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Future?

General

This Wiki was supposed to be migrated and moved, but due to a lack of effort (for various reasons), I, Peter did not make this happen. Because of this, the Wiki was down for a while earlier this year and has been and can be regarded as deprecated.

So what to with this?

New solutions and old solutions for the problem this Wiki aimed to solve are both "pad" (web-based collaborative real-time editor) based, see

Commitments

I commit to keeping this site runnning until at least three months after the next in-person CCC Congress or Camp best I can, which in all likelihood would be March 2023.

To ensure this, even if the PHP daemon dies again (which it well might), I am considering offering a static, read only version of this site.

Alternatives to make sure that no content get's lost would be to convert the contents of the Wiki (as is) to ZIM, as decribed here

How can you help?

Please offer ideas, chime in, tell me what would work for you. The best way to do so is on this page. Thank you!

Peter (talk) 19:32, 22 April 2021 (CEST)

Hello, Peter. What do you mean by "the PHP daemon died"? Is this wiki is running on a Debian-based or Arch-based Linux OS? Those make it easier for servers running open-source software to stay running and up-to-date. If a service goes down, the admin could write a bash script that automatically restarts it. I'm guessing you know that already. Most wiki software including DokuWiki require PHP too.
Three other bugs:
  1. The filter form on RecentChanges doesn't load for me.
  2. Neither does the filter form on page histories.
  3. Footnotes and list-defined references didn't work when I tried to use them for writing this comment.
Etherpad, HedgeDoc, etc. are fine for temporary and personal markdown or text files, but they have much less control than wikis do against spam. While they do have a learning curve that stumps most bots, they have very limited or no support for access control, user authentication, content moderation, etc. Many wiki software do, including MediaWiki and DokuWiki via extensions. I can suggest some extensions later.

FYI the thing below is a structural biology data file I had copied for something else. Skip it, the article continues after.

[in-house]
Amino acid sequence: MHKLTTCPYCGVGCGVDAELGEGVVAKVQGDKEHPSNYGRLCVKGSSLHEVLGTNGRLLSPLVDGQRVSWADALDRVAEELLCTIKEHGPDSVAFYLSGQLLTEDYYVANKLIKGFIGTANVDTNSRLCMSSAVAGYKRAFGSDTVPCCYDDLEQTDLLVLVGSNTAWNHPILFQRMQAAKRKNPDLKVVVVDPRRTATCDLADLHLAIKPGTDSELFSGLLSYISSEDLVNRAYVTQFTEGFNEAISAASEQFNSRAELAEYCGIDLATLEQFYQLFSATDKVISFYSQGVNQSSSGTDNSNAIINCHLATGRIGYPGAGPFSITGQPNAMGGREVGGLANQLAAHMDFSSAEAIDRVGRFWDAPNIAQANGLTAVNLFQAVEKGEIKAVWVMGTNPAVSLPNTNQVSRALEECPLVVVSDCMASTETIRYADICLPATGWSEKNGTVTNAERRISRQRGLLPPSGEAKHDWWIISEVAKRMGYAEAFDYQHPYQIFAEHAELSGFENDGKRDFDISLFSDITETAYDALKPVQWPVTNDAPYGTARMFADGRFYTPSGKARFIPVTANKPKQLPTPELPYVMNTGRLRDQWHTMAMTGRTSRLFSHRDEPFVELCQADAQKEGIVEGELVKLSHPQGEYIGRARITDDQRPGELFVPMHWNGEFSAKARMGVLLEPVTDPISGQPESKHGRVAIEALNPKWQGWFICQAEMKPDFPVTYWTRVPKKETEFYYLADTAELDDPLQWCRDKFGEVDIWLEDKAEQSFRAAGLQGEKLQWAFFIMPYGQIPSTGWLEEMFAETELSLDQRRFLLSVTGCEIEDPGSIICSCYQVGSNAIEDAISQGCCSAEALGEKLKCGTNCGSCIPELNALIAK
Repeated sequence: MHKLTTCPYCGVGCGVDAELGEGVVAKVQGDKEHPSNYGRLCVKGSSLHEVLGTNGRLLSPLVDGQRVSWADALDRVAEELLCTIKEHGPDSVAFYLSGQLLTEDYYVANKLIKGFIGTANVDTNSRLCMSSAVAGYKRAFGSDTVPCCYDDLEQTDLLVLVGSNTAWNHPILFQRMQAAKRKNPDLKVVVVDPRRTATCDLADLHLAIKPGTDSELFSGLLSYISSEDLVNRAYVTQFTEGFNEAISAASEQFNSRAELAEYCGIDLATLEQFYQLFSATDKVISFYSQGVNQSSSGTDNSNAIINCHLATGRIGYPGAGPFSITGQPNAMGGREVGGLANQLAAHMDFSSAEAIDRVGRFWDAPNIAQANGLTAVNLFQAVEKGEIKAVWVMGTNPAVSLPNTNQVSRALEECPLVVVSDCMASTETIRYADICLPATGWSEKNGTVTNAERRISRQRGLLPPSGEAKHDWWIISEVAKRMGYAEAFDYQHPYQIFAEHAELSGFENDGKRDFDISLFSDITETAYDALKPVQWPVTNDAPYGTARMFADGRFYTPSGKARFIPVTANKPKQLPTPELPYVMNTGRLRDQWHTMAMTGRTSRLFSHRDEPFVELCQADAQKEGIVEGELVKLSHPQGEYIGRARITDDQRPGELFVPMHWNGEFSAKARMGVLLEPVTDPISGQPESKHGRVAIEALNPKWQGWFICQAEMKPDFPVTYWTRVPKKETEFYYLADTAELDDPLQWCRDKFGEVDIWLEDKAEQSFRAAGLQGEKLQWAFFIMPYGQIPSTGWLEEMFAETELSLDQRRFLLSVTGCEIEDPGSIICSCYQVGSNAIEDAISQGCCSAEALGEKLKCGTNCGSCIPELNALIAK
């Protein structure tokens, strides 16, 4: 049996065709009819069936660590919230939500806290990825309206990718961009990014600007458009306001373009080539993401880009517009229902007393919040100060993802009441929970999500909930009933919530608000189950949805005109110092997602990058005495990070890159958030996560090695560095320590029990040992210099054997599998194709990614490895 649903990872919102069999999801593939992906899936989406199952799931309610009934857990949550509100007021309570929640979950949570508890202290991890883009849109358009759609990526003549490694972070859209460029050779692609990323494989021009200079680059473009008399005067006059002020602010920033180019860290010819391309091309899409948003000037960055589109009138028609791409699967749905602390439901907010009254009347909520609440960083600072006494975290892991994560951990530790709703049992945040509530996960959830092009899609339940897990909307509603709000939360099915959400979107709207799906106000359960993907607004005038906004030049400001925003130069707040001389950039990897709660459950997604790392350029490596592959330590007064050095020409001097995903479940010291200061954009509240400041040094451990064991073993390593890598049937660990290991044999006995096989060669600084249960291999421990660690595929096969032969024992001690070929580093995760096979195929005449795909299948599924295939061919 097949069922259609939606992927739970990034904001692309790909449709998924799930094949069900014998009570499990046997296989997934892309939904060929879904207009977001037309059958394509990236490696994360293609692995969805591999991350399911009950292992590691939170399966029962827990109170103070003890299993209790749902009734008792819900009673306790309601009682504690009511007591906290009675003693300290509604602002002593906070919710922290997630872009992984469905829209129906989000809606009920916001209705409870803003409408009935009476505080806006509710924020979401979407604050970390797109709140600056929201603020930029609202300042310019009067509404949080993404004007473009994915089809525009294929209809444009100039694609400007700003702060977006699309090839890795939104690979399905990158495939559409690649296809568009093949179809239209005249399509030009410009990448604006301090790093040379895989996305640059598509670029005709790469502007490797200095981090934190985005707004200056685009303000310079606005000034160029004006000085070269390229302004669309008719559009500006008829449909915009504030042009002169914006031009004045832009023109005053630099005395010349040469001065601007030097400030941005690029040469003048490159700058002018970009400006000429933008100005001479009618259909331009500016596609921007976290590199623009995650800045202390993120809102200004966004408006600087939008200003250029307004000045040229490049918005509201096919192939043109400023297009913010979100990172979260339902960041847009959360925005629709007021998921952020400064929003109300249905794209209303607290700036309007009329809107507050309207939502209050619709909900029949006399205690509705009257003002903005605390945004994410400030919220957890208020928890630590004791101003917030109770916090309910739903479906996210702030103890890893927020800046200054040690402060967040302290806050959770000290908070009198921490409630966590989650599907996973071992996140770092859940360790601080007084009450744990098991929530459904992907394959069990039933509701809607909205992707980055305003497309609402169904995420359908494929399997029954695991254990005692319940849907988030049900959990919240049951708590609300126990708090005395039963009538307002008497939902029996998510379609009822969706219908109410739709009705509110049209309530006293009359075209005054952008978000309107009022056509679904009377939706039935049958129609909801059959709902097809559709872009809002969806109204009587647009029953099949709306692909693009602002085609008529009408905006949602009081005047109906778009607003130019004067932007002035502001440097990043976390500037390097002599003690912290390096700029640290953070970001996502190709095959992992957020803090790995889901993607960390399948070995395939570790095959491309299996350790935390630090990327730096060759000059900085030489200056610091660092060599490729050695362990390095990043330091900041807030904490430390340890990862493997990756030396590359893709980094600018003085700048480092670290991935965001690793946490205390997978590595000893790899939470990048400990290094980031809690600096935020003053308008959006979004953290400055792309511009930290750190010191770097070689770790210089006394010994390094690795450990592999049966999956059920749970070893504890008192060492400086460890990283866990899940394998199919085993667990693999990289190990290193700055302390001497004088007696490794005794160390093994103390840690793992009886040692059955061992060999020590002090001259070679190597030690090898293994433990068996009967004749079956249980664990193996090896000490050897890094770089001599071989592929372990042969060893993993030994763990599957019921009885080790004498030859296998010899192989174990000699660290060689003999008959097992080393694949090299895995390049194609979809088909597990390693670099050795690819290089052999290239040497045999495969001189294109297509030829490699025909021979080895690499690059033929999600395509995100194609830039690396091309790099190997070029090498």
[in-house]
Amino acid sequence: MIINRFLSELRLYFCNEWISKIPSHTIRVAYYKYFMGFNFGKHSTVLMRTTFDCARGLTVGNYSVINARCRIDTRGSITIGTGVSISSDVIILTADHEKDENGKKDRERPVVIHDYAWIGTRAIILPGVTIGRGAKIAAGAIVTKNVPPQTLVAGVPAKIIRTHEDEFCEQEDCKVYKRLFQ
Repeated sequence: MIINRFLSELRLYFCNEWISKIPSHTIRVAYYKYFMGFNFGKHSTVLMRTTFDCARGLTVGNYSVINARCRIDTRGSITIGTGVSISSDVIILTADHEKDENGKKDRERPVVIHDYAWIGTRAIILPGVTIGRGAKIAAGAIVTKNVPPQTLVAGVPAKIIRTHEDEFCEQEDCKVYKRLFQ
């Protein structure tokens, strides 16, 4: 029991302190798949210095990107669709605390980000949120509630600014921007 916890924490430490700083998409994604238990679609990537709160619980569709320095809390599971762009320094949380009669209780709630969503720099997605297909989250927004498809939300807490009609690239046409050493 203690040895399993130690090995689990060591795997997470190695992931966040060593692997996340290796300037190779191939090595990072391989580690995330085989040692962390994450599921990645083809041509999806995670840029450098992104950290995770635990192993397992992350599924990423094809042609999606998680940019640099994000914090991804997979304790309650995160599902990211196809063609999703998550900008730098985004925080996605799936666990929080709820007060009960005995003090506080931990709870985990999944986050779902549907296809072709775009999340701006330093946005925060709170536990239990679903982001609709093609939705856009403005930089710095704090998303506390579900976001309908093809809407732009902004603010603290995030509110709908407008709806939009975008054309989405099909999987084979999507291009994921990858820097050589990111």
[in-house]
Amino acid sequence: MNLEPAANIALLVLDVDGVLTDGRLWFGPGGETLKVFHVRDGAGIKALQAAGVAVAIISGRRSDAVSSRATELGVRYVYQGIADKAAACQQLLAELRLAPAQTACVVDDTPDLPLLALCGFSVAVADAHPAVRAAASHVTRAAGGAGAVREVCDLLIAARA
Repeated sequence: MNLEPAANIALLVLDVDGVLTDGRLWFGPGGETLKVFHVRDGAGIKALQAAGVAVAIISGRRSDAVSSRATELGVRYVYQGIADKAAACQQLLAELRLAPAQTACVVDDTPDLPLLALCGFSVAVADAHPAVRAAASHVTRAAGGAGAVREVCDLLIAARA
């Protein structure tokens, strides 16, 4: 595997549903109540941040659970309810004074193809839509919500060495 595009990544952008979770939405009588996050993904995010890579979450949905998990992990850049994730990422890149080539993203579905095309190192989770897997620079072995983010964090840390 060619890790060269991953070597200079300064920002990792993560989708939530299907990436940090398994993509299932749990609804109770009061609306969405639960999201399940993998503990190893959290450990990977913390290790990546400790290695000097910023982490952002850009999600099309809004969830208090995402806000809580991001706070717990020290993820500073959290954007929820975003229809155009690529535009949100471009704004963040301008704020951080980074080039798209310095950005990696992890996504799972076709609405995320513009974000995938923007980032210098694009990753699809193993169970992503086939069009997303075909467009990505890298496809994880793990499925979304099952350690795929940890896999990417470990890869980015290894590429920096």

Markdown is convenient for simple, temporary text files, but it's cumbersome to read around inline formatting and links and scroll for footnotes. Tables in markdown are ugly and can't be sorted easily by column. Many different markdown standards exist that a given text file could use that editors would have to learn, and even people just reading are likely to have to learn what the formatting codes mean and would probably be frustrated reading all the codes sprinkled throughout the text. Etherpads make linking between pages a mess and searching a group of pages impossible.
Wikis are the best tool for writing and archiving documentation, tutorials, or journals. Their best features are not just collaborative editing and revision control but linking documents, searching, managing them, and offering most of their tools through a very easy interface for new users. Links between pages are crucial for discovering and organizing information and building a web of knowledge. Consider your audience most of all.
I have several years of experience editing different MediaWikis, DokuWikis, Trac wikis, and use Zim offline. I have a little bit of experience using git, and I strongly oppose requiring git if you want your readers to become editors. Its learning curve is extremely steep, and it and its tools are not designed for being used as a wiki.
On Mastodon, you asked[1] people to get in touch with you if they "know some wiki platform that... has tools to pull mediawiki content over". The keywords you want to search for are "import" or "export". But if you compare wiki software ([2]), you'll find that MediaWiki itself has the most tools for importing and exporting various formats, the most help documentation and tutorials, and has extensions that are more refined and actively developed than those of other wiki software.